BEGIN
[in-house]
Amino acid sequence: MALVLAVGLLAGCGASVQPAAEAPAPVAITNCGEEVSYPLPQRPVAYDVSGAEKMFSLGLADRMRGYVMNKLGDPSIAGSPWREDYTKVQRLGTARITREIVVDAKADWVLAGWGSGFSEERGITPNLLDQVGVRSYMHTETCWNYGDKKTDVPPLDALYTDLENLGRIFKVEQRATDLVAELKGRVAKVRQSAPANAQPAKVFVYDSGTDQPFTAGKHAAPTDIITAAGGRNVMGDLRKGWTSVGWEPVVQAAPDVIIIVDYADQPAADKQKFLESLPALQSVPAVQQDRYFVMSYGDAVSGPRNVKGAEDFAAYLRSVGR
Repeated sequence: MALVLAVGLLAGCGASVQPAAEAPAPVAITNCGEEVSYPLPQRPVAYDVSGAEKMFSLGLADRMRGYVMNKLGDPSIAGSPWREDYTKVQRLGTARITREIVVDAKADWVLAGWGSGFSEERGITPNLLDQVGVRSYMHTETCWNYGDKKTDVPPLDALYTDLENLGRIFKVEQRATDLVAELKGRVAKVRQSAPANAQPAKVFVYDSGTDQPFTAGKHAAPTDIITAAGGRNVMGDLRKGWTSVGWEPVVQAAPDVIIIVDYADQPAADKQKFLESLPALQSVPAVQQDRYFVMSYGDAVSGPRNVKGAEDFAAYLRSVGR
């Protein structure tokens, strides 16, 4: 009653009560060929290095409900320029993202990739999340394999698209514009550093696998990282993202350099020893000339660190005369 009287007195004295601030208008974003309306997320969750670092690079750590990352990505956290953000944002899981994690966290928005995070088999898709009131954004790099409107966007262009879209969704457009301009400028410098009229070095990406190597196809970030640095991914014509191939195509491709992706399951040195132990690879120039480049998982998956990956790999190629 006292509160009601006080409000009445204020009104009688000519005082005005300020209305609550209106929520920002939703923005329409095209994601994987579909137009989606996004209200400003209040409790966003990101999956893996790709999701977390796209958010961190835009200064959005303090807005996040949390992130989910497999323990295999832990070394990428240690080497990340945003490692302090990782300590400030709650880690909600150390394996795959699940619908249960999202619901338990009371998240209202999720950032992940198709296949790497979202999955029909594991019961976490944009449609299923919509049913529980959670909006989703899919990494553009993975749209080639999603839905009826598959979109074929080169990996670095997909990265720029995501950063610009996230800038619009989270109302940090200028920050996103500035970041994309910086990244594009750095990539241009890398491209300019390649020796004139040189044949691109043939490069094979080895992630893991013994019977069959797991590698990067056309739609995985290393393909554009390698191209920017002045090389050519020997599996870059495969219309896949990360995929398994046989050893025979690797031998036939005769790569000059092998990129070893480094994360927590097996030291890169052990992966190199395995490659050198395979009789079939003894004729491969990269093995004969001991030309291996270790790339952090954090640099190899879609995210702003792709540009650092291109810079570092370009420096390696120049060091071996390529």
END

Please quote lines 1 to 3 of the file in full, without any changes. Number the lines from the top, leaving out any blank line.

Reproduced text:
[in-house]
Amino acid sequence: MALVLAVGLLAGCGASVQPAAEAPAPVAITNCGEEVSYPLPQRPVAYDVSGAEKMFSLGLADRMRGYVMNKLGDPSIAGSPWREDYTKVQRLGTARITREIVVDAKADWVLAGWGSGFSEERGITPNLLDQVGVRSYMHTETCWNYGDKKTDVPPLDALYTDLENLGRIFKVEQRATDLVAELKGRVAKVRQSAPANAQPAKVFVYDSGTDQPFTAGKHAAPTDIITAAGGRNVMGDLRKGWTSVGWEPVVQAAPDVIIIVDYADQPAADKQKFLESLPALQSVPAVQQDRYFVMSYGDAVSGPRNVKGAEDFAAYLRSVGR
Repeated sequence: MALVLAVGLLAGCGASVQPAAEAPAPVAITNCGEEVSYPLPQRPVAYDVSGAEKMFSLGLADRMRGYVMNKLGDPSIAGSPWREDYTKVQRLGTARITREIVVDAKADWVLAGWGSGFSEERGITPNLLDQVGVRSYMHTETCWNYGDKKTDVPPLDALYTDLENLGRIFKVEQRATDLVAELKGRVAKVRQSAPANAQPAKVFVYDSGTDQPFTAGKHAAPTDIITAAGGRNVMGDLRKGWTSVGWEPVVQAAPDVIIIVDYADQPAADKQKFLESLPALQSVPAVQQDRYFVMSYGDAVSGPRNVKGAEDFAAYLRSVGR